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Will Your Business Need a Data Protection Officer?

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Preventing Data Breaches Staves Off Big Legal Claims

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Hackers Demand Millions In Ransom For Stolen HBO Data

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Venus Williams’ Vehicle Data Shows She Did 20 MPH in Intersection, Says Victims’ Attorney

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Data Privacy Is Tightening Up in the E.U.

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People in Louisiana Just Can’t Get Enough ’90s Fashion Trends, According to Google Data

Combat boots. Levi's 501s. Slip dresses. Plaid. Dark lipstick. Not only are all of these things totally on-trend right now, but half of them appeared on the recent spring 2016 runways, too. Looks like dressing…

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Japan’s J:COM to Start Unlimited Data VOD Mobile Service

The country’s largest multi-system operator’s new mobile service adds to its cable, Internet, fixed phone line and power offerings.

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WIRED Live – Unlocking Brain Data

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All the Pluto Photos from New Horizons’ First Big Data Dump

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Data Attack – The Ashley Madison Hack Explained with Bad Stock Footage

What did we really find out from the Ashley Madison hack? For starters, there were only three zip codes in the U.S. with no registered users, plus the company netted $ 1.7 million from a full-delete feature (that didn’t actually delete). Find out what else was revealed in the hack, as told by bad stock footage.

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Tech Trends: 6-Year-Old Data Entry Prodigy Already Entertaining Offers From Major Temp Agencies

He might only be in kindergarten, but data entry prodigy Jeffrey Peters is well on his way to a career of endlessly depressing temp jobs.

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Ashley Madison Hackers Taunt CEO In New Data Dump: Report

The pain isn’t over yet for Ashley Madison. 

Hackers have released a massive new archive of data about the affair-enabling website and its parent company Avid Life Media, Motherboard reported Thursday. This follows Tuesday’s leak of identifying information about Ashley Madison users.

In the new release, hackers reportedly taunt Noel Biderman, Avid Life’s CEO.

“Hey Noel, you can admit it’s real now,” they wrote, according to a screenshot captured by both Motherboard and The Verge.

When news broke Tuesday that hackers had released the site’s user data onto the so-called dark web – which people are able to access anonymously, making uploads difficult to trace — a tech consultant working for Ashley Madison initially denied that the information was real, though experts said otherwise. On Wednesday, the company backpedaled, admitting at least some of it was genuine.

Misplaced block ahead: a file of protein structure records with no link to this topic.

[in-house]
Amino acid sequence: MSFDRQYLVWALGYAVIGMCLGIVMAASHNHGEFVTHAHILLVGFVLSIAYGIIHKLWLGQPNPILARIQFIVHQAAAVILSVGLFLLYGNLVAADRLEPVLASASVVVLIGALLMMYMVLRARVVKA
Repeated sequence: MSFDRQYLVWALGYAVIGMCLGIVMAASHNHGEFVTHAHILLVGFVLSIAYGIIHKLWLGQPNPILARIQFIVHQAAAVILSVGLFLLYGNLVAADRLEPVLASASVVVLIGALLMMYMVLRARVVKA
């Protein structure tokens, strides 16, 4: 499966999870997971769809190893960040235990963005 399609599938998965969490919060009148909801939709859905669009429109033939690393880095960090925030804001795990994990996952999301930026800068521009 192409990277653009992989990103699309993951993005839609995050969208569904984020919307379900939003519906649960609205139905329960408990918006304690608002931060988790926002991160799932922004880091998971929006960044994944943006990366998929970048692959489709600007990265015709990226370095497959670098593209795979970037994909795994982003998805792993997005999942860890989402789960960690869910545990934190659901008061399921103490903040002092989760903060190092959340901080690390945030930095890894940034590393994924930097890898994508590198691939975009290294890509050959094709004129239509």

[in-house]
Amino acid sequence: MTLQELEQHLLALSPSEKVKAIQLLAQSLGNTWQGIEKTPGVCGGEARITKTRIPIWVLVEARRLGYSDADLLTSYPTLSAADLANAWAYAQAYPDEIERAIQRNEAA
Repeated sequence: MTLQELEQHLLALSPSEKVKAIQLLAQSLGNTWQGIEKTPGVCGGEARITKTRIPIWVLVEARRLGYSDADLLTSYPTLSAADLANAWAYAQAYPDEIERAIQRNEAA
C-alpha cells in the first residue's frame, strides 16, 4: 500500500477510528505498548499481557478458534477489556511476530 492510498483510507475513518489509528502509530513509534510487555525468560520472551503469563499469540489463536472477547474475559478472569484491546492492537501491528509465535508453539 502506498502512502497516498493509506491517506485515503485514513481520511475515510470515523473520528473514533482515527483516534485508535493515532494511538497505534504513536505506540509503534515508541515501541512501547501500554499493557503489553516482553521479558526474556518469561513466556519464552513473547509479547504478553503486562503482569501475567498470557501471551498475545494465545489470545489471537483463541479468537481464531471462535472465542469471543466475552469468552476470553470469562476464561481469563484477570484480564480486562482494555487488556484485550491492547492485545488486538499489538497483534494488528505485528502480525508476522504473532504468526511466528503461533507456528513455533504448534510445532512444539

The new data is a 20 GB archive that reportedly contains information about the company and internal emails — not customer information.

A representative for Avid Life Media did not immediately respond to a request for comment from The Huffington Post.

— This feed and its contents are the property of The Huffington Post, and use is subject to our terms. It may be used for personal consumption, but may not be distributed on a website.

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Hackers Claim To Dump Ashley Madison User Data Online

By Alastair Sharp and Josephine Mason

TORONTO, Aug 18 (Reuters) – Hackers dumped online personal details of more than a million users of infidelity website AshleyMadison.com, tech websites reported on Tuesday, the latest high-profile cyber attack that threatens to wreak strife in relationships across the globe.

After threatening to release salacious details on as many as 37 million customers of the website, which uses the slogan “Life is short. Have an affair,” hackers claimed to publish a huge cache of email addresses and credit card data stolen in July.

Reuters was not immediately able to confirm the authenticity of the posting. Avid Life Media, which owns Ashley Madison and Established Men, widely described as a “sugar daddy site,” did not verify the data was real, but said it was aware of the claim.

The hackers used the dark web which is only accessible using a specialized browser.

Still within hours, thousands of email addresses from North America and Europe including many linked to corporations and universities sprouted up on other sites as people decrypted the database. It is possible to create an Ashley Madison account using someone else’s name and email.

The hackers have appointed themselves as “the moral judge, juror, and executioner, seeing fit to impose a personal notion of virtue on all of society,” the company said in a statement.

“These are illegitimate acts that have real consequences for innocent citizens who are simply going about their daily lives,” it said.

The Federal Bureau of Investigation (FBI) is investigating the theft alongside the Royal Canadian Mounted Police and local police, it said.